Having seen rain, sleet and snow (and sometimes all three at once) in my time at CeBIT, it's a relief to find Hanover bathed in spring sunshine as we ascend to the giddy heights of CNET's HQ perched atop the mighty Hall 1 at the Messegelande.Hall 1 is notorious for its ability to swallow whole legions of tech hacks, who are apt to become disorientated as they penetrate its central region, where no outer walls, windows or doors are visible — just endless stand upon exhibition stand.
It's March, so it must be CeBIT, "the world's largest trade fair showcasing digital IT and telecommunications solutions for home and work environments". Next week, vendors, IT professionals, the public, analysts and the press — a crack squad from ZDNet UK among them — will descend upon Hannover for the annual 26-hall extravaganza that last year accommodated over 6,200 exhibitors and some 430,000 visitors.
We all know it's impossible to keep a secret on the InterWeb these days, and sure enough one of the worst-kept secrets is the imminent appearance of Windows Mobile 6, codenamed 'Crossbow'. Microsoft will do the official bit at 3GSM in Barcleona (to be dutifully covered by ZDNet UK's intrepid reporting team).
Much excitement in the Reviews corner of the ZDNet office on Friday, when Dell delivered an enormous box containing its quad-core Xeon-based Precision 390 workstation. Another enormous box had some days earlier supplied the 30in.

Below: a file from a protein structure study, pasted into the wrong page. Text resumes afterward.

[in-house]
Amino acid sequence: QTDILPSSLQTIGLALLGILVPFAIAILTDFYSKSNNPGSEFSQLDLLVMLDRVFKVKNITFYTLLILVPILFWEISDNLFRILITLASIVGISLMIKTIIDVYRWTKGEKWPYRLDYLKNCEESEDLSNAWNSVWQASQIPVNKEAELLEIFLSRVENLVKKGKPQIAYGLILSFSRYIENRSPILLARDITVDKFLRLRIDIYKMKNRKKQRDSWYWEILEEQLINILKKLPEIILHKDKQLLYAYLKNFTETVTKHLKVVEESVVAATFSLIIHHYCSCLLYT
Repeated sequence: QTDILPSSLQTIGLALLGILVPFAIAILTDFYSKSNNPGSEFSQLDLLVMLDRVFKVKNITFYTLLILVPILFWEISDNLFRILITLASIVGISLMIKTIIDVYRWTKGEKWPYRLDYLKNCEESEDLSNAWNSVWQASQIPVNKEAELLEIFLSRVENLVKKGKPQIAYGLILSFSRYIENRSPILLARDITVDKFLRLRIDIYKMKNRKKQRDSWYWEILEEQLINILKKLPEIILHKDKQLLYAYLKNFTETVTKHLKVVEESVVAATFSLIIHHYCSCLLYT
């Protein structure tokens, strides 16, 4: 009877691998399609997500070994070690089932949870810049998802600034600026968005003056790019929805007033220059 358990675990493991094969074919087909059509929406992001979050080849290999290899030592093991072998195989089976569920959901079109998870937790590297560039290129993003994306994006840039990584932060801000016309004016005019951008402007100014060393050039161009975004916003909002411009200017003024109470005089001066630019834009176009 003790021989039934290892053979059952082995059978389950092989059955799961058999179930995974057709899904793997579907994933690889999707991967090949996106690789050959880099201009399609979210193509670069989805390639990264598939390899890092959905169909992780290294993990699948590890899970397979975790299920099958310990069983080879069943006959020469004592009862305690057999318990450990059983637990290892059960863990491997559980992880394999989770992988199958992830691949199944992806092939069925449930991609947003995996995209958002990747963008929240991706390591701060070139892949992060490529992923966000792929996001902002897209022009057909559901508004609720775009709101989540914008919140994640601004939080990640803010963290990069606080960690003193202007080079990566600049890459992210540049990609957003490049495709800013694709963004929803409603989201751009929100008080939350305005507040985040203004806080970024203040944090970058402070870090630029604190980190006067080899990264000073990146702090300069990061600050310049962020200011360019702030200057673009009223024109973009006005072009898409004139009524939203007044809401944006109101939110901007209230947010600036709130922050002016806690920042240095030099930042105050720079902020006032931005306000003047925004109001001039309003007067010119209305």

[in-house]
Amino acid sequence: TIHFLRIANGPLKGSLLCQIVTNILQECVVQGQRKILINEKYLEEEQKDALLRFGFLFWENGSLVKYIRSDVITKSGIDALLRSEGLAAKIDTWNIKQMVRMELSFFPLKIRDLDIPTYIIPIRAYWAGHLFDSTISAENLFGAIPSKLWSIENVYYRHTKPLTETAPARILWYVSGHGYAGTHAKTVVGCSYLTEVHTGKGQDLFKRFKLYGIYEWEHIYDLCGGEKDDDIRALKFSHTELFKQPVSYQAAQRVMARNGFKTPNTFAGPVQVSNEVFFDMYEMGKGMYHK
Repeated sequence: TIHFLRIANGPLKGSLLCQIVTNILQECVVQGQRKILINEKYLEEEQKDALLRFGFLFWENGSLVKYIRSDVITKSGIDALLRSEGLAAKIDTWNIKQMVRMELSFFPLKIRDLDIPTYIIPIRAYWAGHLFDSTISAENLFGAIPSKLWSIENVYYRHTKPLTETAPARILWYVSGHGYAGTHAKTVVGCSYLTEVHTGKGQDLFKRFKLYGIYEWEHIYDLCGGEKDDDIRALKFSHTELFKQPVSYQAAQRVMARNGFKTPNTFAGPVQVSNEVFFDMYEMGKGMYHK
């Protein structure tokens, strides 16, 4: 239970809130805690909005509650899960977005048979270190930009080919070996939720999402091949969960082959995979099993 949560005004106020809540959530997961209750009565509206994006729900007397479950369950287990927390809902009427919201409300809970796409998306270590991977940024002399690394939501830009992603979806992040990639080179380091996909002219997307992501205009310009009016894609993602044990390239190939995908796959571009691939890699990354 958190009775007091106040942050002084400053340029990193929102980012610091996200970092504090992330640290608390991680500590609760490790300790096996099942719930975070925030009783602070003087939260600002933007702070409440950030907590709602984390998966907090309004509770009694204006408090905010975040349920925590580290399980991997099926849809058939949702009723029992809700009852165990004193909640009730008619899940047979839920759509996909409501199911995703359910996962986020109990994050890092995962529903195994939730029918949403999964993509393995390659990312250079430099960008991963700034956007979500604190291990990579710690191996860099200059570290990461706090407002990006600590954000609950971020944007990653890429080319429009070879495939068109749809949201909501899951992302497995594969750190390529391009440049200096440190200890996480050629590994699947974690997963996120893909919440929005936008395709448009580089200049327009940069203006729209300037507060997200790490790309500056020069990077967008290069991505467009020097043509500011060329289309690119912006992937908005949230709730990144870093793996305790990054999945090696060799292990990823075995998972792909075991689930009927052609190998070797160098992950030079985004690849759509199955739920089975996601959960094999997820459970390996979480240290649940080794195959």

G11 — no, it's not an economic grouping of nation states, it's the latest addition to Sony's range of VAIO notebooks.A 1.
It seems only yesterday that I was posting a blog entry about Microsoft launching Windows Vista and Office 2007 — and now they're doing it all over again!Actually it was 30 November last year, which was when Microsoft's licence customers were able to get hold of the new OS and office suite.
The US and Japan have had Sony's UX series ultra-mobile PCs for a while, and now it's the UK's turn. Today the company announced that we are to get the VAIO VGN UX1XN, pictured below.
We may be well into the dark days of January, beset by financial worries, Seasonal Affective Disorder and the rest, but a little spark of the Christmas spirit still burns in the shape of ZDNet's fabulous 12 Days of Christmas competition. Five of the prizes are still up for grabs as I write — from Adaptec, Google, D-Link, Netgear and Intel.
I've been using Mandriva's new Linux-distribution-on-a-USB-stick, Mandriva Flash, and most impressive it is too. On a small 2GB USB key, you get a fully portable Linux desktop comprising the Linux Kernel 2.
The best of ZDNet, delivered
- 1 Motorola Moto G (2nd Generation), First Take: Bigger and better, but still affordable
- 2 Should you buy a Chromebook Pixel, Surface Pro... or a laptop (or two)?
- 3 The History of Wearable Technology: A timeline
- 4 Dell unveils new mobile and tower Precision workstations
- 5 Upp fuel cell review: Off-grid gadget power, at a price